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Interview guide: Preparing yourself for an interview

Preparing yourself for an interview

An interview can be a nerve-wracking experience. However, considered presentation and preparation is half the work done before you even get there. Here are some pointers on how to make the procedure run smoothly.


• Employers want to see signs of an organised personality so choose a smart tidy outfit that you feel comfortable wearing.
• It is usually wise to err on the side of caution and dress conservatively. However if you are applying for a fashion and design job, you should show a visual flair.
• Do not be afraid to show a touch of originality, but do not dress out of character.
• Avoid sports gear or trainers.
• Make sure your hair is clean and well-groomed. Long hair should be tied back.
• Nail polish should be fresh - not chipped.
• Avoid wearing too much jewellery - keep it subtle.
• Shoes should be polished. Do not wear high heels unless you can walk in them.
• Avoid strong perfumes/aftershave or deodorants.


• Before the interview try and find out the basics about the company. You can do this by checking to see if they have a web site, looking in the library where there are usually a number of research publications on companies, or ringing and asking if there is written information available on the company or organisation.
• Refresh your memory about your previous employment and your work history.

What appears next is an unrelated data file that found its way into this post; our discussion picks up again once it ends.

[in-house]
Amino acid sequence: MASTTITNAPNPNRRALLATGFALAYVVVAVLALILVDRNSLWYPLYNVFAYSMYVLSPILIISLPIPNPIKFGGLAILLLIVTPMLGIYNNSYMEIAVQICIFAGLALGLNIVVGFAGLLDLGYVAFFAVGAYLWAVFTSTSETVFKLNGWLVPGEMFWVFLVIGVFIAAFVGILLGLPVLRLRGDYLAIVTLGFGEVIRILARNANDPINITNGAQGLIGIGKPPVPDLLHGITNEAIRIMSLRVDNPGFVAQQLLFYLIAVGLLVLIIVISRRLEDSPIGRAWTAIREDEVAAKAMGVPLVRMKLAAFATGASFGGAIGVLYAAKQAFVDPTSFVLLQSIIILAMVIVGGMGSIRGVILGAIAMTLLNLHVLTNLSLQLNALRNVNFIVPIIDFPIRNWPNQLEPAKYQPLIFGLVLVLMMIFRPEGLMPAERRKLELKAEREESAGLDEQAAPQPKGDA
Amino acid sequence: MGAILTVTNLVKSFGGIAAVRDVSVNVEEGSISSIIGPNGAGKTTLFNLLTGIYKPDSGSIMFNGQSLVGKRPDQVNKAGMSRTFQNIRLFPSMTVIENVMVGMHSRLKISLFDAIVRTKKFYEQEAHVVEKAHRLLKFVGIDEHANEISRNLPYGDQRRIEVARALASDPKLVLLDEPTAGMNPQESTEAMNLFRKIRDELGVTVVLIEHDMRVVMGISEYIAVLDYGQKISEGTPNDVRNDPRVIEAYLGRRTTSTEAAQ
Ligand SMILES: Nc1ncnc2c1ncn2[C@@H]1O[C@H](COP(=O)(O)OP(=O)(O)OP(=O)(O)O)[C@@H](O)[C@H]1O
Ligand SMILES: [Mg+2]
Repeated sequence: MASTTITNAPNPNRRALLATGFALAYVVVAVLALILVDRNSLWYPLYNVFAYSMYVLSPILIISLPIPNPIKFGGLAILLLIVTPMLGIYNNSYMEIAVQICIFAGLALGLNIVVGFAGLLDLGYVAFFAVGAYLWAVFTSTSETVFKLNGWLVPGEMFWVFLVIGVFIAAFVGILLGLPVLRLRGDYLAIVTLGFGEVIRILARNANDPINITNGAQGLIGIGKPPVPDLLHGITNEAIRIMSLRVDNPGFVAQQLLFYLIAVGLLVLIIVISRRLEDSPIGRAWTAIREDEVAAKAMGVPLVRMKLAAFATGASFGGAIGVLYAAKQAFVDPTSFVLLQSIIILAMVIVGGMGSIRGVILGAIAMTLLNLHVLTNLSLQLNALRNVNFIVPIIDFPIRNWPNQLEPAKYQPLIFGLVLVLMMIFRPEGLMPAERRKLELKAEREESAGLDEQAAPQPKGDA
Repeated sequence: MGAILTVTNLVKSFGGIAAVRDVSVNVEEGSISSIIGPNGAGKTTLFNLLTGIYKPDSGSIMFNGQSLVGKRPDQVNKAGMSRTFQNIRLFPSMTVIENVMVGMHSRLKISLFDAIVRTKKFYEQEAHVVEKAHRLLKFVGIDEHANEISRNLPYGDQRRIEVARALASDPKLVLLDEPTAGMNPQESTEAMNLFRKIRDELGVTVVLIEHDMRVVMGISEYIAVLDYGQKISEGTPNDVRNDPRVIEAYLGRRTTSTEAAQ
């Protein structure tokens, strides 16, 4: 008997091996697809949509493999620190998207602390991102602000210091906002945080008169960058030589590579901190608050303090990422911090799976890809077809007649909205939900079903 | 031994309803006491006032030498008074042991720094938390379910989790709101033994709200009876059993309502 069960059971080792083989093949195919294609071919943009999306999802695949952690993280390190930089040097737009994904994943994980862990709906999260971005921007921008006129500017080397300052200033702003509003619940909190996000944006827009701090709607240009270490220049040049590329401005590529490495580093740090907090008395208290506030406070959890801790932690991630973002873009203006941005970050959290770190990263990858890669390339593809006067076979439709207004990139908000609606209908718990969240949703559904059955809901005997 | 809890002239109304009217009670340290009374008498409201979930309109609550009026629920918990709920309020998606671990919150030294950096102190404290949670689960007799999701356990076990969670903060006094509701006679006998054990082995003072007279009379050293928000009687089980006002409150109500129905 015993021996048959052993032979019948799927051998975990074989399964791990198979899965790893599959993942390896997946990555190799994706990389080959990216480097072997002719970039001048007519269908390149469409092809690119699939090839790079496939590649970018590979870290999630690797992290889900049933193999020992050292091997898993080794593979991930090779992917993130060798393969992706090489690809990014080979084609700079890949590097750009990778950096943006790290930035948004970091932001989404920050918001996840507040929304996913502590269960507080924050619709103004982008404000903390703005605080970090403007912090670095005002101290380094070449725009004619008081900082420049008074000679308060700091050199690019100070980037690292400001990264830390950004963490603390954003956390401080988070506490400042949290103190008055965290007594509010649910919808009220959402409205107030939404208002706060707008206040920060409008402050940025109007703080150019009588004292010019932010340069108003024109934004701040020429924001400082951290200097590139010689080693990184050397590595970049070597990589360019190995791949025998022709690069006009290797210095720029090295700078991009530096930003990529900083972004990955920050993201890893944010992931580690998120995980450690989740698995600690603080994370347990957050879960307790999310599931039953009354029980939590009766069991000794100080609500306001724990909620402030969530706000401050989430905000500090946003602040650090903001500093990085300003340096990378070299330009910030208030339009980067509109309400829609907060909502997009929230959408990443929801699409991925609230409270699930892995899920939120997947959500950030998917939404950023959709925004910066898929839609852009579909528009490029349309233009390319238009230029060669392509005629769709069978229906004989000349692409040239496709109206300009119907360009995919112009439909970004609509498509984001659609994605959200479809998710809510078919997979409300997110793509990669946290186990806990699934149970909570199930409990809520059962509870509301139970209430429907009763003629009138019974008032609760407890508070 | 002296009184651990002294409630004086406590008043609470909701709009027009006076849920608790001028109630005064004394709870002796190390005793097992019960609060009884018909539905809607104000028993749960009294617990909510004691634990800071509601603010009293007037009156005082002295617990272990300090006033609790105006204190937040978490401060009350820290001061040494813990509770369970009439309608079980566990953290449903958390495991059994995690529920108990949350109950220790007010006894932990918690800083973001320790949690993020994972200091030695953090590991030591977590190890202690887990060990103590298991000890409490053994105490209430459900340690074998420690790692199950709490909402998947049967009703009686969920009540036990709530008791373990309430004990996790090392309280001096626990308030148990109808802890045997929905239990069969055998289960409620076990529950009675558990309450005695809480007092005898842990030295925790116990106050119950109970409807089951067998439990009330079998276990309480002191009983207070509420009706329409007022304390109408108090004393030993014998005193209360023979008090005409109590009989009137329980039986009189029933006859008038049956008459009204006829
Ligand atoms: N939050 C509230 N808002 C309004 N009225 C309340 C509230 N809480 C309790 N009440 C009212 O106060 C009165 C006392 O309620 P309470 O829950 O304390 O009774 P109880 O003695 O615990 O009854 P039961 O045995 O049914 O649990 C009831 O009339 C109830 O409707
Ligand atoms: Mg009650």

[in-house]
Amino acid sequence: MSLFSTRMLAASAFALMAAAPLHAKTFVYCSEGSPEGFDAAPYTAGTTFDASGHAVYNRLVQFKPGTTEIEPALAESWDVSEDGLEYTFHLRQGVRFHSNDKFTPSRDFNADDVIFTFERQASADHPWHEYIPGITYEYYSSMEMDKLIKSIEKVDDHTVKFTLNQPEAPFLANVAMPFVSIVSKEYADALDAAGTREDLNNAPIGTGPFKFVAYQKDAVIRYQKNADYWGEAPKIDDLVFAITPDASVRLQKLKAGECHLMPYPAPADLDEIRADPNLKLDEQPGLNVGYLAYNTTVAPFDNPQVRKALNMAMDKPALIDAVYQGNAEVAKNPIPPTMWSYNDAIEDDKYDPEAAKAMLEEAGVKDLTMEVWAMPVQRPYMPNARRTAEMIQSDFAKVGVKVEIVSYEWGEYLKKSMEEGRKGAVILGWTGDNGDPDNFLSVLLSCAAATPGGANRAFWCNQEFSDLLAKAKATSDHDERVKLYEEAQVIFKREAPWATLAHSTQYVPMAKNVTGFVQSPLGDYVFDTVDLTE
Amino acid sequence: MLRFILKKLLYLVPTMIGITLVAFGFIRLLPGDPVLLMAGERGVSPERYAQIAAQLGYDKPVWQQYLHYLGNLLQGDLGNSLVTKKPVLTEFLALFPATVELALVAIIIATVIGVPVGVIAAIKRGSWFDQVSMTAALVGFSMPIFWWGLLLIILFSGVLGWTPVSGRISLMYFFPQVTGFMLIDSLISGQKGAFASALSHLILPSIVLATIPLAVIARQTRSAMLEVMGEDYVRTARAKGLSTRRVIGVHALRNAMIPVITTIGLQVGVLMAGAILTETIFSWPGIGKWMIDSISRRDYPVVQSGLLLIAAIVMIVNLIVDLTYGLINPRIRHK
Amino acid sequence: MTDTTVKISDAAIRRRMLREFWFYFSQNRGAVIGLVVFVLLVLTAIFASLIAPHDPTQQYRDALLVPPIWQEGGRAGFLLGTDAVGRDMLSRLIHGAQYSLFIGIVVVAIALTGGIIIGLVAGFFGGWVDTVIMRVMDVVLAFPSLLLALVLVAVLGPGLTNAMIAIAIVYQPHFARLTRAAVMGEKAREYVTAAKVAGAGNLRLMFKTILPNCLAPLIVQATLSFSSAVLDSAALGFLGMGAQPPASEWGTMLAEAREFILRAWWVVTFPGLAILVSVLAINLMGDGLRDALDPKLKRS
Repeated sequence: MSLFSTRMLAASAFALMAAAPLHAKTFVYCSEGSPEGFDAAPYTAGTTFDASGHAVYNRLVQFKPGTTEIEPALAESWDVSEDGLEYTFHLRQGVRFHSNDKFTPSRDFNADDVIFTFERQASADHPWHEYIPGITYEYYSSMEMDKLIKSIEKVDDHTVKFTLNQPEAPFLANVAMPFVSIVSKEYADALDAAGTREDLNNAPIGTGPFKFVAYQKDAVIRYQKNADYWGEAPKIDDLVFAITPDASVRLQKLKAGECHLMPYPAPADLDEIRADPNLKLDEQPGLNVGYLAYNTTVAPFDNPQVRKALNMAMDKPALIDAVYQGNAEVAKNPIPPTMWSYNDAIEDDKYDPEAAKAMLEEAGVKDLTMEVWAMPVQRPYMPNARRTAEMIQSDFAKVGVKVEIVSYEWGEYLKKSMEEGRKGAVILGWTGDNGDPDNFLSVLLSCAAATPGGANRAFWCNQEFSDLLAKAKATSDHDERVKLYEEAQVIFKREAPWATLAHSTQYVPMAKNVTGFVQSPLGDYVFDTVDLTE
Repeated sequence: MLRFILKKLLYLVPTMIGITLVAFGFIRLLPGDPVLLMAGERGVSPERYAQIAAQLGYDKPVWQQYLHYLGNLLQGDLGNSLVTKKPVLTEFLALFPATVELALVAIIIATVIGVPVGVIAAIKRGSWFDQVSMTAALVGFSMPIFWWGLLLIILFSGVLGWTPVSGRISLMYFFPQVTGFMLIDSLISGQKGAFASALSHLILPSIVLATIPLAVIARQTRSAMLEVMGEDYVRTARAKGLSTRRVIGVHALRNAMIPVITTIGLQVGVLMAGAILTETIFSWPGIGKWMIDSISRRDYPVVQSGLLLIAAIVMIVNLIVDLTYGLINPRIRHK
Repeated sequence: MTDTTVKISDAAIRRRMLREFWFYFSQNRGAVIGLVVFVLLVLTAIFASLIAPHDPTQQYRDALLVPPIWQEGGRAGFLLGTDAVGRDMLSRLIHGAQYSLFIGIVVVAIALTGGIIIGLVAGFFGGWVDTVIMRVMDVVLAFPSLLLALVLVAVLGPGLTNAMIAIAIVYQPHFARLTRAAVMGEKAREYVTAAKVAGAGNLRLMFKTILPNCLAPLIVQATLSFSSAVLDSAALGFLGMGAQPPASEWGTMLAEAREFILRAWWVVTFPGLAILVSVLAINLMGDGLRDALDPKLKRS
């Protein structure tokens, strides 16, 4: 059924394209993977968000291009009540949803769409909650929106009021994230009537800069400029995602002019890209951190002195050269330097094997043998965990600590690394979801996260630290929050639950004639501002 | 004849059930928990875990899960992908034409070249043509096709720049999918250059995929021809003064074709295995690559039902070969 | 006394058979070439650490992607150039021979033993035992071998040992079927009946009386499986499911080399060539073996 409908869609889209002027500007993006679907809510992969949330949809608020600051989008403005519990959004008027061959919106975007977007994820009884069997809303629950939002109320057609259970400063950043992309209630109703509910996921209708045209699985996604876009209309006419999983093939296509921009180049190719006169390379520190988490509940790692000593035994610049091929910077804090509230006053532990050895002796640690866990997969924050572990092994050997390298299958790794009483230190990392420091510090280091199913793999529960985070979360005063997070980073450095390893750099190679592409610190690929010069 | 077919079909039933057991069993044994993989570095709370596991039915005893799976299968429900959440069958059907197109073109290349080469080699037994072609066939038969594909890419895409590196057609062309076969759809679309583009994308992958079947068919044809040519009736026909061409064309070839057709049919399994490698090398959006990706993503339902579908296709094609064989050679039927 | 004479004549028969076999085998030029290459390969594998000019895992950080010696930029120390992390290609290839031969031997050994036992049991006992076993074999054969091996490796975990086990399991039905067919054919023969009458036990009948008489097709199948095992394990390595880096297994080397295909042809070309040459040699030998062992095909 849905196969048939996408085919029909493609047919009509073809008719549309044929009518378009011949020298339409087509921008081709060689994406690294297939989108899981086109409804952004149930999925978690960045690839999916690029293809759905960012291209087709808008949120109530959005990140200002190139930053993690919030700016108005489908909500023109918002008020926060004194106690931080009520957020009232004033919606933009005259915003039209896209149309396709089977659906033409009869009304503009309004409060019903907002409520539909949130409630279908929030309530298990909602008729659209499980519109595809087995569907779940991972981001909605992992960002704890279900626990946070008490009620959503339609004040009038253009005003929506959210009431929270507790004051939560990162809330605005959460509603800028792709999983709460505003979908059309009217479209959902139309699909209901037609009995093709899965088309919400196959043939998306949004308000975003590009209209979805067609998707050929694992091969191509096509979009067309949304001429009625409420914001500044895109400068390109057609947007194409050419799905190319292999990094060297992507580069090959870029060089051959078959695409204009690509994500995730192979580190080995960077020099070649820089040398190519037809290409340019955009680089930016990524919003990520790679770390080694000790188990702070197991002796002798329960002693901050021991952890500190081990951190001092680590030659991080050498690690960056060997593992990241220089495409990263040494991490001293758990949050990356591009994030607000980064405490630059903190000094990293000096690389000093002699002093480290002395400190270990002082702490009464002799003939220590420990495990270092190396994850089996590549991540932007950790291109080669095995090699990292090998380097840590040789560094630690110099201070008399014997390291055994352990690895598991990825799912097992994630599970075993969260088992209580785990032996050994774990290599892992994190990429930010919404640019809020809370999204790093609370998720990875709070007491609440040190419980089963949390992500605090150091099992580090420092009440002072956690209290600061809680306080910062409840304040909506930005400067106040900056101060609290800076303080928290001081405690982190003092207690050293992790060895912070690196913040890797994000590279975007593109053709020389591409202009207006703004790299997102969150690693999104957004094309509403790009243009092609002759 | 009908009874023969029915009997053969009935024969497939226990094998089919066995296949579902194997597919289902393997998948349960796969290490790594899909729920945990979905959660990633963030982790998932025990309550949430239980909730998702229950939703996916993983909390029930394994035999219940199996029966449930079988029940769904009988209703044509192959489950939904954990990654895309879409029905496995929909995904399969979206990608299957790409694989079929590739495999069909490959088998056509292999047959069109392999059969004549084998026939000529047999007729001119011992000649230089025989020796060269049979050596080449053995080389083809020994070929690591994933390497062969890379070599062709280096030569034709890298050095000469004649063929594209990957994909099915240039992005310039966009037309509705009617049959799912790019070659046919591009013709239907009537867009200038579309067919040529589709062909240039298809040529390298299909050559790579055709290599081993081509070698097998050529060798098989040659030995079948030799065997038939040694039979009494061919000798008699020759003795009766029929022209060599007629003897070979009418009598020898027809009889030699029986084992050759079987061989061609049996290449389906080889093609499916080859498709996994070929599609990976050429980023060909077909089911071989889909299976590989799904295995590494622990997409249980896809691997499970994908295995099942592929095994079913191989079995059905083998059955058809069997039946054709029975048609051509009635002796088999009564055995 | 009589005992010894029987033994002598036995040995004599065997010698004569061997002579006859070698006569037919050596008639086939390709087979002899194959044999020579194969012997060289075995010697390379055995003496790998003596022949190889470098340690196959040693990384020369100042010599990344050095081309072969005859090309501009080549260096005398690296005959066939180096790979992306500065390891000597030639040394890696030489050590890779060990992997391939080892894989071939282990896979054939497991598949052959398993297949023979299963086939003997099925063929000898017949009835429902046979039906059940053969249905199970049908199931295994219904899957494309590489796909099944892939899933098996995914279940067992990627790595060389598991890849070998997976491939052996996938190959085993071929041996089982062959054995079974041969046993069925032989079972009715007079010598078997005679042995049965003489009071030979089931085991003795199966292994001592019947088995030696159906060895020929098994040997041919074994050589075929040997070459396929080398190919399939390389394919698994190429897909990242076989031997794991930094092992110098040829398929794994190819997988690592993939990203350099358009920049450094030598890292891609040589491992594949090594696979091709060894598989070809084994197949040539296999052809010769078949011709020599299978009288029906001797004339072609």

• Think carefully about your achievements and how to describe them.
• An interviewer wants to know if you are the right person for the job by finding out your strengths and weaknesses. They are not there to trip you up or embarrass you.

On arrival

• Double check the address. Plot out your root the night before.
• Arrive early. Give yourself plenty of time to find a car parking space and get into the building without rushing.
• Check your appearance in the mirror before the interview to make sure you are presentable.
• Have a spare copy of your CV and any original references or academic records.
• Greet the interviewers as Mr and Mrs or Ms (listen out for the title) and their surname. Only call them by their first names if they tell you to do so.
• Shake hands firmly.
• If you have a tendency to perspire, give yourself time to freshen up before meeting the interviewer.

Interview Guidelines

• Do not sit down until you are offered a chair.
• Do not chew gum, or enter the interview smelling of cigarettes or alcohol.
• Do not answer questions with a simple yes or no. Explain yourself further as much as possible without waffling.
• Do not answer a question without thinking about it. It is okay to sit and consider an answer.
• Do not lie. Answer as truthfully and fully as possible.
• Do not make derogatory remarks about your previous employers.
• Do not swear in the interview even if the interviewer does. This could be a trap.
• Do not interrupt or talk over the interviewer. Wait until he/she is finished speaking.